A parliamentary inquiry has been told that life insurers should not have access to genetic testing information. The Australian Genetic Non-Discrimination Working Group chair Professor Margaret Otlowski's argument is that refusal of insurance cover based on genetic make-up was not fair. Legislation currently exists in Europe and Canada to protect consumers from insurers using genetic information in underwriting decisions via restrictions on access to this information.
Otlowski said, 'Despite claims by insurance companies that adverse selection would result if they were not given access to genetic test information, we note there is very little or no evidence put forward to support such claims.'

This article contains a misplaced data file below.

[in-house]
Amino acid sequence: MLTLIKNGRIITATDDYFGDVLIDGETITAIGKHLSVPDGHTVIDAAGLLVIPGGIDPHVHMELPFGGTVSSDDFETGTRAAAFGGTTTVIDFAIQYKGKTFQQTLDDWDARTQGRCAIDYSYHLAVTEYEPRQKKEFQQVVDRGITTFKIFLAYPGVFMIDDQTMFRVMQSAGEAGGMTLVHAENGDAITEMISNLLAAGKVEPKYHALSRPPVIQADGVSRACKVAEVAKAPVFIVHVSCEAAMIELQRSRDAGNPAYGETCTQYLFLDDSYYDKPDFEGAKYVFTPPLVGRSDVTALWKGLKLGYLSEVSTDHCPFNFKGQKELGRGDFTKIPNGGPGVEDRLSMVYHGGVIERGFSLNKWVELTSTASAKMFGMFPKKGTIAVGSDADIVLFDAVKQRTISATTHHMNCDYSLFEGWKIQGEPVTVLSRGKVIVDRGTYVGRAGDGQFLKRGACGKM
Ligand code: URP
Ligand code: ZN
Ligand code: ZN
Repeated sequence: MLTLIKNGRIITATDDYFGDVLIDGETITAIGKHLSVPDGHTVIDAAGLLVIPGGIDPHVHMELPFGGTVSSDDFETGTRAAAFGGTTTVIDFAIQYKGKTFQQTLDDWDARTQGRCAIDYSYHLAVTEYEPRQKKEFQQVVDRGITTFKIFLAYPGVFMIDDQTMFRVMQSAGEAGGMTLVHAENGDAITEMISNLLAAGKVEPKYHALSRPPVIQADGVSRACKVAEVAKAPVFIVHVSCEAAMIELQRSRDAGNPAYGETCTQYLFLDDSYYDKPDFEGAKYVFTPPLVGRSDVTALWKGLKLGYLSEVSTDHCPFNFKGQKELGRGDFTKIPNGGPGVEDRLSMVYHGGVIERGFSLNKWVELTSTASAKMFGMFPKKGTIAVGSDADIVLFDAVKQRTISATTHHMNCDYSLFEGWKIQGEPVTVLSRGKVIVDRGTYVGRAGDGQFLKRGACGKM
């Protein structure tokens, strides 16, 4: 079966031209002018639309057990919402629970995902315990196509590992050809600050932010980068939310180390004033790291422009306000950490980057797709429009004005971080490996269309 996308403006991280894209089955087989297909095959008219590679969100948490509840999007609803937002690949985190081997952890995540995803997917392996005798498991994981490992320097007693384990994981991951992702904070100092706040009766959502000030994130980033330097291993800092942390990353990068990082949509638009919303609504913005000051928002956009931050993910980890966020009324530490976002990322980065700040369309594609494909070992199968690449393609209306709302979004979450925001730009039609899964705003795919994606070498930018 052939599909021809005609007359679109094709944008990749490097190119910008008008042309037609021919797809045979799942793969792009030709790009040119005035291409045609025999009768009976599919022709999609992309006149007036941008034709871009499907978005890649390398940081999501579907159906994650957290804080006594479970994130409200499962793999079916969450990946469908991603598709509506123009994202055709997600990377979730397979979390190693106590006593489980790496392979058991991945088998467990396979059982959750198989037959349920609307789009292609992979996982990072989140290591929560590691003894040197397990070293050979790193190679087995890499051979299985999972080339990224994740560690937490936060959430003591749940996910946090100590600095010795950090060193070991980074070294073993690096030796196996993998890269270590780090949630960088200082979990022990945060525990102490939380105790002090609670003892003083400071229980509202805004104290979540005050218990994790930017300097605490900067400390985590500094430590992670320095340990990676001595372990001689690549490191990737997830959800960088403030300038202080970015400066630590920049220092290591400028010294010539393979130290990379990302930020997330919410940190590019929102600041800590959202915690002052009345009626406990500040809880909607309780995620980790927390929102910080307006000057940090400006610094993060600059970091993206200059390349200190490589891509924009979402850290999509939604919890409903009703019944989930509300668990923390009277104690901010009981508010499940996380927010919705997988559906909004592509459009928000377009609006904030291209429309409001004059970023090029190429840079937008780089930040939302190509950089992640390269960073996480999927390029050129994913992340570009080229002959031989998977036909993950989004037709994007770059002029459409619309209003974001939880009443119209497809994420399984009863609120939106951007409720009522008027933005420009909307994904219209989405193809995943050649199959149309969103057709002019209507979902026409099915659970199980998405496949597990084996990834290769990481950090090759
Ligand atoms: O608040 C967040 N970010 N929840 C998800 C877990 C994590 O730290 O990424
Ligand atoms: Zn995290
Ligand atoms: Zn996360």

'Expert evidence given before that decision was made suggested it would not have a significant impact on insurers or the operation of an efficient insurance market.'
An example used was of a woman who underwent a double mastectomy to reduce her risk of breast cancer after a test indicated a high risk factor, however her insurer didn't use this information when assessing her insurance cover. She should have been treated as having a lower risk than the average Australian woman, Professor Otlowski said. She said this case casts doubt on whether the insurance industry can properly manage this information in a fair way.
Otlowski is calling on the government to recommend a restriction on insurers accessing this information, and not let it be left to industry to decide what to do with genetic information. Ideally, she said, no genetic test information would be in the hands of insurers.